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The pomegranate, more correctly known by its Latin name Punica Granatum, is a multi-stemmed tree with shiny foliage and tubular shaped flowers. It has the advantage to the gardener of being self-fertile so only one need be grown to achieve a crop.  The tree bears beautiful orange flowers from June to September and, at the base of the flowers,  leathery-skinned brown fruit are formed.  These will ripen in a mild autumn ready for harvesting in October and November.


A warm, sheltered and sunny position, preferably near a south or west facing wall, should be chosen to grow pomegranates.  This will help ensure ripening of the fruits.  In colder northern regions of the U.K they can be grown indoors.  Incorporate well rotted manure into the soil to create a rich and fertile area.  The soil should also be well drained.  Plant the tree at the same soil level as it was growing on the nursery. The tree may take two to three years to crop and up to six years for the best harvests.  The base of the tree should be kept as weed free as possible.  Mulch around the tree in spring to help seal in moisture.  Keep it well watered in dry periods.  The plants are generally pest and disease free.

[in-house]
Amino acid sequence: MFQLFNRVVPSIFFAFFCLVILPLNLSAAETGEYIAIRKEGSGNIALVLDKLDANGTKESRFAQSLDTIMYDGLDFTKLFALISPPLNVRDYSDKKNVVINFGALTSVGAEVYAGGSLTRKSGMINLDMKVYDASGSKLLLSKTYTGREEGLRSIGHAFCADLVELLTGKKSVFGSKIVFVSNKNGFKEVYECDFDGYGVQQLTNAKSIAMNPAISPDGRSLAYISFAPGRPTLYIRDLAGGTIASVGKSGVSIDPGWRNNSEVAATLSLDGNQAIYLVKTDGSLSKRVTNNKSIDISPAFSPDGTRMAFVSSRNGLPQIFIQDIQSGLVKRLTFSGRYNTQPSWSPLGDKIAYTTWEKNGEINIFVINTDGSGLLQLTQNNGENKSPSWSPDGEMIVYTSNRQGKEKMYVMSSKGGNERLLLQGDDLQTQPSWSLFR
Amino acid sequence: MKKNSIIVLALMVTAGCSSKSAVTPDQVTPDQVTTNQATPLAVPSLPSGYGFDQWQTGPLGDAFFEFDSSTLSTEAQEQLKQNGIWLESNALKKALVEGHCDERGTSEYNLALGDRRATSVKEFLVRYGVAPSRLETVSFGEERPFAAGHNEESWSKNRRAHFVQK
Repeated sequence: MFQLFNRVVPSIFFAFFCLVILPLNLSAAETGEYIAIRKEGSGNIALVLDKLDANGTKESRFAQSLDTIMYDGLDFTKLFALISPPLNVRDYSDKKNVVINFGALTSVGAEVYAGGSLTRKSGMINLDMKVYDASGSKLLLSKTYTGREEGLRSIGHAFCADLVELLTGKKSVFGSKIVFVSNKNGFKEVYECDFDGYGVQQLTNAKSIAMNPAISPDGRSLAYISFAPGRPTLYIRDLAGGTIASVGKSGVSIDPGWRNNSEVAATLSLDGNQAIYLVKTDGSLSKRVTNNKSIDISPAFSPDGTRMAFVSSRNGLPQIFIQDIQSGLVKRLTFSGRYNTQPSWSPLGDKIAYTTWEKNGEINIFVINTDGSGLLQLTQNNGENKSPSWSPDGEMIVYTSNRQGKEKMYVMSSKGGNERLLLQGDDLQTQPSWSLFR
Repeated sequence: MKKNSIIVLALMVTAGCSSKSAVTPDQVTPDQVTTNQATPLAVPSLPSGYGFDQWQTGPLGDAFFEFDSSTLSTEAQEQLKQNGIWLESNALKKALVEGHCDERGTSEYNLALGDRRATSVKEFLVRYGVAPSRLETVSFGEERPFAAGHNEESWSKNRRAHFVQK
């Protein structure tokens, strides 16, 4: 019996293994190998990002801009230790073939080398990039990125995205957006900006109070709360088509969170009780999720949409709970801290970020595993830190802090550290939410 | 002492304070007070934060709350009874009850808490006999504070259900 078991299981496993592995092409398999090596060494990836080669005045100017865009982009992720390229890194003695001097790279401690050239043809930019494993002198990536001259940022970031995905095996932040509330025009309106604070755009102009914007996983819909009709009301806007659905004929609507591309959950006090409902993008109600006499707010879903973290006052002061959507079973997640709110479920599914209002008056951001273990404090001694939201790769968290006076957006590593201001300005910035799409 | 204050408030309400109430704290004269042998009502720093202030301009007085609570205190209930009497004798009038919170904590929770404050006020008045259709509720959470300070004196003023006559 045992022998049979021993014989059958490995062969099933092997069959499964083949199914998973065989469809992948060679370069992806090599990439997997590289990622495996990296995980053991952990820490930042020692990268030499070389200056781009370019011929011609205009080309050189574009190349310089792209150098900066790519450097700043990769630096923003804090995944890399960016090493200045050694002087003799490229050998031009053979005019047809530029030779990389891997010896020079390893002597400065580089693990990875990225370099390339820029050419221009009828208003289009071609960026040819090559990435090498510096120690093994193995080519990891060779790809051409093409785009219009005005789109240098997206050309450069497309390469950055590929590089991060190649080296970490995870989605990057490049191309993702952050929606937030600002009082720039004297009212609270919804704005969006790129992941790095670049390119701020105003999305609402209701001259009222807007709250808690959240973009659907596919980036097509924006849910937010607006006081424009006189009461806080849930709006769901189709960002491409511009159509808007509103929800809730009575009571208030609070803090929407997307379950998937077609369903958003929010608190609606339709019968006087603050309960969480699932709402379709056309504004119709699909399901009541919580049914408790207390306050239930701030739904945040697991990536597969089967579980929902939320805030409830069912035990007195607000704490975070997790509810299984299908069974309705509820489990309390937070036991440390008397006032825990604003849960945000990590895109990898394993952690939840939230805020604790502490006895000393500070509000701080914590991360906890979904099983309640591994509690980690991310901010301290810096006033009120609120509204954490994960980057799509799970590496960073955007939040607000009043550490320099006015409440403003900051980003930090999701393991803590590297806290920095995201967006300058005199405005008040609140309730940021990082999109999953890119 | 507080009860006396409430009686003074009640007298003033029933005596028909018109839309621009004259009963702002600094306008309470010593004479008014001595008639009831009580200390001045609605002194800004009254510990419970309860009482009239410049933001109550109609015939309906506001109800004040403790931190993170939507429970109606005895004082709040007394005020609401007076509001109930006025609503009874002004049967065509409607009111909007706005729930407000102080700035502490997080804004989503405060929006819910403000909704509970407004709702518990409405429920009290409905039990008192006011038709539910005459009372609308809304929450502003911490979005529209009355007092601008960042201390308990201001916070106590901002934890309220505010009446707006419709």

To keep the tree in its ideal multi-stemmed form, select three or four low branches to form a framework.  Remove crowded and damaged branches.  Shorten the main branches by a third of the previous season’s growth to develop a well branched plant. The pruning should be carried out in spring or summer if grown outdoors or in winter if grown indoors.  After this, do not overprune otherwise fruiting will be decreased.  Remove suckers from the base of the plant.


A pomegranate can tolerate temperatures as low as five degrees Fahrenheit or minus fifteen degrees centigrade.  In very cold areas the tree can be grown under cover.  Heat is required to ripen fruit in the autumn.  The height is around eight to ten feet (2.4-3metres) and the spread is about five to eight feet (1.5-2.4 metres).  Named varieties such as Pomegranate “Provence” available from Thompson and Morgan, will provide more fruit.


When the crown at the base of the fruit is curled and brown, remove the fruits using secateurs.  The fruits should be the size of an orange with a shine to the red-tinged leathery skin.  The skin and pith are inedible.  The juicy flesh is packed around the seeds of the fruit.  These can be scooped out with a spoon.


If you wish to propagate your own tree,  seeds can be sown in March.  The flesh around the seeds can be removed with kitchen towel.  A temperature of sixty-one degrees Fahrenheit or sixteen degrees centigrade is required for germination.  Also three inch or eight centimetre cuttings of half ripened lateral shoots with a heel can be taken in July.


Mark Snelling


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